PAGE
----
Toronto just experienced the biggest snowstorm since 2008 (Toronto Star). Let’s say a foot of snow fell (30 cm), though drifting made the piles higher.
We can’t accurately predict storms in advance. When the snow falls — and fall it will — how do you clean up the mess?
You have several choices:
- shovel: like term life insurance
- snowblower: like universal life insurance
- snowplow: like whole life insurance
Otherwise, you may not be adequately prepared. The snow at the end of the driveway isn’t much fun to clear.
Depending on your budget, a shovel may be all you can justify.
A well-equipped, well-maintained snowblower has the power and capacity to deliver the results quickly.
This solution seems ideal. The problem: you’re dependent on an outside party, like Homer Simpson’s Mr. Plow. Everyone wants a clean driveway before they leave for work and before they return home. Despite best efforts, that may not be possible (unless Santa introduces snowplowing).
With whole life insurance, you depend on the insurer to invest wisely and and keep costs low, which translates to premium refunds (called “policy dividends”). You have no voice.
Pearson International Airport has the highest landing fees in the world (atrsworld.org, Jun 2012, PDF). The plowing and deicing is done for the airlines but ...
Just when it was most needed, the de-icing equipment at Pearson malfunctioned Friday. Instead of 30 aircraft being de-iced each hour, only eight could go through the de-icing process, which led to a snowballing effect that progressively worsened. — Toronto Star (Feb 9, 2013)You don’t always get value for your money.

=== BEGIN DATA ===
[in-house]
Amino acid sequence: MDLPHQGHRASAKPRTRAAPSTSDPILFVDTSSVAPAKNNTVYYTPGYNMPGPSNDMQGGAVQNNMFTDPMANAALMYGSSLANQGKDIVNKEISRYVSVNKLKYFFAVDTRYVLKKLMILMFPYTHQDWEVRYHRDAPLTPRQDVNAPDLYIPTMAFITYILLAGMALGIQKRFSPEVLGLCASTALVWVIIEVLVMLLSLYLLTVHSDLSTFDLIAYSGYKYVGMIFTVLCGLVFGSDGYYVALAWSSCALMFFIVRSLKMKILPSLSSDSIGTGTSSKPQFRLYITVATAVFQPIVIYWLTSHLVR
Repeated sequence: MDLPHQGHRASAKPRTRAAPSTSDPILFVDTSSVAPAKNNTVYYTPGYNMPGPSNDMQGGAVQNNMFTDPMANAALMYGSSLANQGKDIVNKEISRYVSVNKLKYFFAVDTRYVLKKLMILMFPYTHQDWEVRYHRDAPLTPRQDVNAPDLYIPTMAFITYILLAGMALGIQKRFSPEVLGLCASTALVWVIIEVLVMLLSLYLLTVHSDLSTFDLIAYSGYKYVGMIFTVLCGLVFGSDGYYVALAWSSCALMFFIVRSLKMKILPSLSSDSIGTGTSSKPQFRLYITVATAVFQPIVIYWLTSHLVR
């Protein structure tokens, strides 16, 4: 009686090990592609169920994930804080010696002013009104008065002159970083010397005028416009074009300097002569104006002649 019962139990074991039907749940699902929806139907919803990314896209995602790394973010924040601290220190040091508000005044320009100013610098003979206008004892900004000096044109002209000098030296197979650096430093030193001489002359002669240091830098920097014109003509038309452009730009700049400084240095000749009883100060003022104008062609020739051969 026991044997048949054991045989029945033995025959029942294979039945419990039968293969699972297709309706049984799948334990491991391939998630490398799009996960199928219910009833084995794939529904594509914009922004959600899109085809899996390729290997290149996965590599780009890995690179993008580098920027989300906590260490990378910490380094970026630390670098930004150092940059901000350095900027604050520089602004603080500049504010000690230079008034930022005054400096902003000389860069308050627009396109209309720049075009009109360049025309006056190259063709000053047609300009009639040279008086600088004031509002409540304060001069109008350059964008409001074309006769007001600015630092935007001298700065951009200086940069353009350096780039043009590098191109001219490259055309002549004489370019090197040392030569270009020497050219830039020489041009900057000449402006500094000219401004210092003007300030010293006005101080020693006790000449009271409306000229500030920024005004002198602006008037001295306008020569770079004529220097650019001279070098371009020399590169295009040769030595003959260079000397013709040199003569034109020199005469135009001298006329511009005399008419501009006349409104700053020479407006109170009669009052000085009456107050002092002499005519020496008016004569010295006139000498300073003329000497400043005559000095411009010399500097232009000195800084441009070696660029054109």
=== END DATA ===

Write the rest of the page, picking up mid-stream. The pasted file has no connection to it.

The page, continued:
Too Much?You can’t tell if you’re w ell-protected against snow until the season ends. Just because you were fine this year doesn’t ensure you’ll be as lucky next year. Insurance can also seem like a waste … until you have a claim. Spending a large sum doesn’t ensure you’re well-protected either.
When To Buy
When's the best time to buy? Just before the storm … if you can predict accurately and find stock. Since others have the same idea, there may be shortages. The same pattern repeats when there's a blackout. We know we need basics like food, water, batteries and fuel. That doesn’t mean that we have them at hand. You can’t get insurance the moment you decide. The approval process often takes weeks or months. You must prepare in advance.
Due to the storm, I used our snowblower for the first time in two seasons. Last year I felt foolish having it. This year too. After all, it's February. Most of winter is over.
I used our snowblower twice yesterday and once today. It started because of ongoing maintenance. It had the power to finish the job without stalling. Most of all, the snowblower provided peace of mind. It’s well worth the cost, though I might not have felt that way the day before or now that the storm has passed. How fickle. How human.
Just as no man is an island, a clean driveway is useless unless the streets are plowed too. As I was finishing on storm day, two city plows cleared our street. The government matters too. The cleanup is costing about $4 million.
Snow melts. If you have time, you can wait. With insurance, waiting doesn’t help you.
- Storm cleanup continues as more messy weather expected (cp24.com, Feb 9, 2013)
- How valid are TV weather forecasts? (Freakonomics, Apr 2008)
- Key findings of global airport performance: 2011, 2012 (atrsworld.org) (PDF)
- The best and worst times to cancel your life insurance
- Does Warren Buffett ‘buy term and invest the difference’?
- The overlooked advantages of universal life insurance
- How to afford the insurance you need
- The perils of whole life insurance
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PS How to you clear your snow?